Basal Cell carcinoma is one of the most frequently occurring forms of cancer. Approximately 2.6 million cases of Basal Cell cancer are diagnosed yearly in the United States. There are 4 warning signs of BBC including: open sore, shiny bump, pink growth, or red patch. BBC occurs most often in areas that are most exposed to the sun such as, face, neck, scalp, shoulders, and back. This disease can also create tumors on many parts of the body. People at high risks are those that have red or blonde hair, and blue or green eyes. This is due to more light hitting skin through a lighter color such as blonde. The elderly tend to have a higher risk of basal Cell due to a weaker skin fragment from aging. But recently most diagnoses have been patients between the ages of 20-40, most being positioned for work in the outdoors.
Skin cancer can manifest in a number of ways. The three main types are basal cell carcinoma (BCC), squamous cell carcinoma (SCC), and melanoma. BCC and SCC are known as non-melanoma skin cancers, while melanoma is the deadliest of the three. Other, non-major and rare types of skin cancer include Merkel cell tumors and dermatofibrosarcoma protuberans.
Cells are constantly getting instructions from chromosomes to divide. Cancer forms when cells get instructions incorrectly and begin dividing too much and cells do not get a message to stop making cells so they continue to divide. When cells grow out of control, a tumor forms. A tumor that is malignant does spread.
Skin cancer is the most common out of all cancers. About 3.5 million cases are basal and squamous cells. Melanoma a more dangerous skin cancer had 73,000 cases in 2015.The most common types of skin cancer are basal, melanoma and squamous cell skin carcinoma. Basal a type of skin cancer that begins in the basal cells. Melanoma the most serious type of skin cancer. Squamous cell skin carcinoma a form of skin cancer that develops in the cells of the outer layer of the skin. Skin cancer begins in the cells that make up the epidermis. When the DNA that controls the cells growth is damaged, it causes an overgrowth and build up of skin cells. Eventually, this skin cell buildup forms a tumor, which results in the symptoms you see. Some causes of skin cancer are sun, solar radiation, ultraviolet tanning
Cancer is a disease that has resulted in one in four deaths each year in the U.S. This illness can be defined as a uncontrollable spread of growing abnormal cancerous cells. The cells of the illness grows bigger than the average cells nucleus. After it does this the cells continues to divide and spread then forming rumors.
In 2011, there was an estimated 65,647 patients diagnosed with melanoma, and 9,128 deaths from melanoma in the United States. Rates for new melanoma of the skin have been rising on average 1.8% each year from 2002 to 2011. It has been estimated that 1 in 75 persons born in the year 2000 will develop melanoma of the skin during their lifetime. Like most cancers, the outcome of melanoma depends on the stage at diagnosis, which makes the early detection and treatment of melanoma important. However, in the United States approximately 80% of biopsies performed in a primary care setting are benign. Technologies such as RCM may have the ability to reduce invasive diagnostic procedures such as a biopsy or excision associated with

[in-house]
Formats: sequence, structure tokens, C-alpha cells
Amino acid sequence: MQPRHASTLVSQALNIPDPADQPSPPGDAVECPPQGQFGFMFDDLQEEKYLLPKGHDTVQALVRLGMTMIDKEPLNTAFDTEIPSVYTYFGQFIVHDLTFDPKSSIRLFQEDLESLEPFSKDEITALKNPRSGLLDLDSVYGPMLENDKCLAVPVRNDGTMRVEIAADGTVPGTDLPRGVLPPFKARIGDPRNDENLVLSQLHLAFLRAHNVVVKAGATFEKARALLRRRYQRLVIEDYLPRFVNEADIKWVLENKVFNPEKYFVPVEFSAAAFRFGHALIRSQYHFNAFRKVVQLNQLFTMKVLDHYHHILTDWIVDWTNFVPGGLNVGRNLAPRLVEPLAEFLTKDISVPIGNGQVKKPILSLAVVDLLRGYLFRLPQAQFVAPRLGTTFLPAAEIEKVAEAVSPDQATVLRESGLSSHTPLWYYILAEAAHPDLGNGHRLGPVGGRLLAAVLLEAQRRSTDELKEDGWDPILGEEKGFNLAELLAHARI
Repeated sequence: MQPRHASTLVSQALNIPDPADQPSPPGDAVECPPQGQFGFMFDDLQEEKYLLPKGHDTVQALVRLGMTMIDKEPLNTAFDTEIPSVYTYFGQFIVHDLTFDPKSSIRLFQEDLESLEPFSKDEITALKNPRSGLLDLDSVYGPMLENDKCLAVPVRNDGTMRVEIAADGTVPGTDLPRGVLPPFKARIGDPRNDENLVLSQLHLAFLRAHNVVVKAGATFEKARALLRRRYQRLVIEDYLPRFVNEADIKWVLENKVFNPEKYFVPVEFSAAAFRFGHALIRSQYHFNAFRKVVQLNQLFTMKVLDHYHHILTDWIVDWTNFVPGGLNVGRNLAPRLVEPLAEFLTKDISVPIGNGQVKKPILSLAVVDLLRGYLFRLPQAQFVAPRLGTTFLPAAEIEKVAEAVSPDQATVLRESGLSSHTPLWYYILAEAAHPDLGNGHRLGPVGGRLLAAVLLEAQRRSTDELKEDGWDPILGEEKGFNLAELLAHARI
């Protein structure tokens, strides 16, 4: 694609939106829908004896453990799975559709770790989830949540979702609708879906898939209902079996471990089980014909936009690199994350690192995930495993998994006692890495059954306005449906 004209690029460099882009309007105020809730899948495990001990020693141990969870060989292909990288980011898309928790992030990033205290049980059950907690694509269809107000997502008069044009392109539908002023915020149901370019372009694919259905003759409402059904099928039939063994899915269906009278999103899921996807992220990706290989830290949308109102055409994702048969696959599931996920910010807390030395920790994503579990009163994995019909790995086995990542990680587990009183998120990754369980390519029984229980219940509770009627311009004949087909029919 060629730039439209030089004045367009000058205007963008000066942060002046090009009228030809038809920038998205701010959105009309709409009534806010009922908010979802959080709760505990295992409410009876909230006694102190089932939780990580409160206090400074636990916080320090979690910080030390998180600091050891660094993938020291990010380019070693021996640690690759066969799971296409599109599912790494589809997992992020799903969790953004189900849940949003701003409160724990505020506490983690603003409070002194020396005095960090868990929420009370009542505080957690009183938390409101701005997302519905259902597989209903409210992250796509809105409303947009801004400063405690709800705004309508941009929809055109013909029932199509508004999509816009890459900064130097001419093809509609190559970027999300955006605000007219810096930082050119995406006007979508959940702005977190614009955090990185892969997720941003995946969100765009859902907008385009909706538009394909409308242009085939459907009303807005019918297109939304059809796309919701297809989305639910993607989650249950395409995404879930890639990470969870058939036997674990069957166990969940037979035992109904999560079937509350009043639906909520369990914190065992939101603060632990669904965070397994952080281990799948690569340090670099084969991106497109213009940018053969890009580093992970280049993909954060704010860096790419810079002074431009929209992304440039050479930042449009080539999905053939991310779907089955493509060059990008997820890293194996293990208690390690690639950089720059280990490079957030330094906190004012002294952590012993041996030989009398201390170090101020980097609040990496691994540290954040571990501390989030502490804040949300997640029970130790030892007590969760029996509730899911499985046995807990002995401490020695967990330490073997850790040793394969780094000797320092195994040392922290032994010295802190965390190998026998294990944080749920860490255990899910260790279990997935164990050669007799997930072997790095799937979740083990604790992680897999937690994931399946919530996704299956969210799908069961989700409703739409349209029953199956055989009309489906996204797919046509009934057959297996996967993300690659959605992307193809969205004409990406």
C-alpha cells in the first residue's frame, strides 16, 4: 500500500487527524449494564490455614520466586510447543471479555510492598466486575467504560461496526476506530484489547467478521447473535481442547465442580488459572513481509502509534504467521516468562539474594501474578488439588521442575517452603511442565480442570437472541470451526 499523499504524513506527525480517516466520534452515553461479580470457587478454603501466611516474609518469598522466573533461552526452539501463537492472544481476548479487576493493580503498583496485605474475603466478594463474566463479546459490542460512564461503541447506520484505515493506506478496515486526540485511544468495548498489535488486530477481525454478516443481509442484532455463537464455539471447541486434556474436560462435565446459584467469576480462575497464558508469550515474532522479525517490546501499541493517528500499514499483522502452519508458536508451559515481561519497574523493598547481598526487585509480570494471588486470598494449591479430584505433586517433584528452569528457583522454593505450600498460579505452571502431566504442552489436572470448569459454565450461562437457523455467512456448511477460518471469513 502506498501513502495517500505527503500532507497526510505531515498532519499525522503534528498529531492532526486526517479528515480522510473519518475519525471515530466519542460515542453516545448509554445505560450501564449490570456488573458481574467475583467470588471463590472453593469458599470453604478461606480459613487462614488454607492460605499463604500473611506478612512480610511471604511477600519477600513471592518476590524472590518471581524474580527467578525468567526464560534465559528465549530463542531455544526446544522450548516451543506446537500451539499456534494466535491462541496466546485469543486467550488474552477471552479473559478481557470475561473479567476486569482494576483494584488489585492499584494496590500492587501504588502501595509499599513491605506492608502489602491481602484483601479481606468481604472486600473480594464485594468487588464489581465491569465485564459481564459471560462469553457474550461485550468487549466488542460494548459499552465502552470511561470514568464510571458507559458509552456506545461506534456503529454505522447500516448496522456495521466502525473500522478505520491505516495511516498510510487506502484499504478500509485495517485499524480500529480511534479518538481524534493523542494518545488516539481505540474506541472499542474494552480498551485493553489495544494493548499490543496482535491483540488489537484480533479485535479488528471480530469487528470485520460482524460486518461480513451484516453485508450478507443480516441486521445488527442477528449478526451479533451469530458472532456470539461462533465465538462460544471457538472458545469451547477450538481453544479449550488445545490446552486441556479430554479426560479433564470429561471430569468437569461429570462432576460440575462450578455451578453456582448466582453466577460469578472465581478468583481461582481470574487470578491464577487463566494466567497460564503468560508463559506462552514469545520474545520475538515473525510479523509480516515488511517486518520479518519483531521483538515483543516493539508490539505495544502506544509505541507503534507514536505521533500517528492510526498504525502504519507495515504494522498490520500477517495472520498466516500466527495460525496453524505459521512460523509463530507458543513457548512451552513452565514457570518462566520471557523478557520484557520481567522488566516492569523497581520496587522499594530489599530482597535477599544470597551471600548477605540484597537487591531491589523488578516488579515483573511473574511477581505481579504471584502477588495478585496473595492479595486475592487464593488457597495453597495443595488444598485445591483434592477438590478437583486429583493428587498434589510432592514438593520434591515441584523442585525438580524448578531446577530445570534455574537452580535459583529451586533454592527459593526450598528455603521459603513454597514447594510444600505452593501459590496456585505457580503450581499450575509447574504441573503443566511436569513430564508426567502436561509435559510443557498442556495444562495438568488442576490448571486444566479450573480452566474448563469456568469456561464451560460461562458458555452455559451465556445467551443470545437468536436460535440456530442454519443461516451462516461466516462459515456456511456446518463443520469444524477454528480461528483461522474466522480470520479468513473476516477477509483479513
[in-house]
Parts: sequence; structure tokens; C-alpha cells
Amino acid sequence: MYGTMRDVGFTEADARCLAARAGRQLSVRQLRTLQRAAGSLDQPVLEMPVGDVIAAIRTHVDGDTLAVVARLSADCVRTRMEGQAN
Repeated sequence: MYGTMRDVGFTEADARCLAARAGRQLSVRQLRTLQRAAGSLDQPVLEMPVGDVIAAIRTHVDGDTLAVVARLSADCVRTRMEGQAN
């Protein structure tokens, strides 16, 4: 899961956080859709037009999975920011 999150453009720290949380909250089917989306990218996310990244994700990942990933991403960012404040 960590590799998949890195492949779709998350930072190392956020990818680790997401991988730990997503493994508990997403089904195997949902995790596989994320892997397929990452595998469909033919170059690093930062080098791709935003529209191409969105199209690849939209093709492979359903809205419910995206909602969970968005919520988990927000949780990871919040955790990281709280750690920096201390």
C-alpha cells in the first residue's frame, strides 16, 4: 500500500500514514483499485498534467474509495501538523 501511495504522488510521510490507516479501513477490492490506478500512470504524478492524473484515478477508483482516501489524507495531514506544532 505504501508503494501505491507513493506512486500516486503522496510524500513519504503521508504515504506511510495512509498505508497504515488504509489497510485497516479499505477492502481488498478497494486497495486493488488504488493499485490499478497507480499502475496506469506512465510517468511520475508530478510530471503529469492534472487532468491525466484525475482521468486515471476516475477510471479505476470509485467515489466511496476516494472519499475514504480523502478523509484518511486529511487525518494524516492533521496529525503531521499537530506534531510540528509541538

Then you have the Basal Cell Carcinoma This is the most common but least dangerous form of skin cancer. It grows slowly, usually on the head, neck and upper torso. It may appear as a lump or dry, scaly area. It maybe red, pale or pearly in colour. As it grows, it may ulcerate or appear like a sore that fails to completely heal or one that does heal but then breaks down again.
According to the article that talks about basal cell carcinoma, it says that this skin cancer originates from basal keratinocytes in the top layer of the skin, better known as the epidermis. Sometimes these tumors
It is believed that the amount of exposure of the skin to the sun before the age of 20 is actually the determining risk factor for melanoma. Basal cell carcinoma is the most common skin cancer and tends to only spread locally. Squamous cell carcinoma is the second most common skin cancer, and it can spread to other parts of the body, although not as commonly as melanoma. The risk of getting basal cell carcinoma or squamous cell carcinoma is determined by a person 's lifetime exposure to UV radiation and the person 's pigment protection.
Early detection and examinations are vital to prevent skin cancer. More people are concerned about skin cancer because it can lead to death. Routine full body skin examination at the Dermatologist office, will determine if there is a concern or not. If there is a concern, a routine biopsy will be performed and the tissue will be sent to a Pathologist to be examined under the microscope. If the pathology report comes back with a skin cancer, such as, Atypical, Basal-Cell Carcinoma, Squamous-Cell Carcinoma and Melanoma, it would need further attention. Typically, additional tissue removal would be needed, such as, an excision or Mohs Surgery to remove the skin cancer.
On the surface, It could often appear as an open wound or small shiny bump. As the lesion enlarges it could develop a central depression and beaded edge. Basal cell carcinoma rarely spreads or becomes bigger (metastasizes) (Saladin, 2018).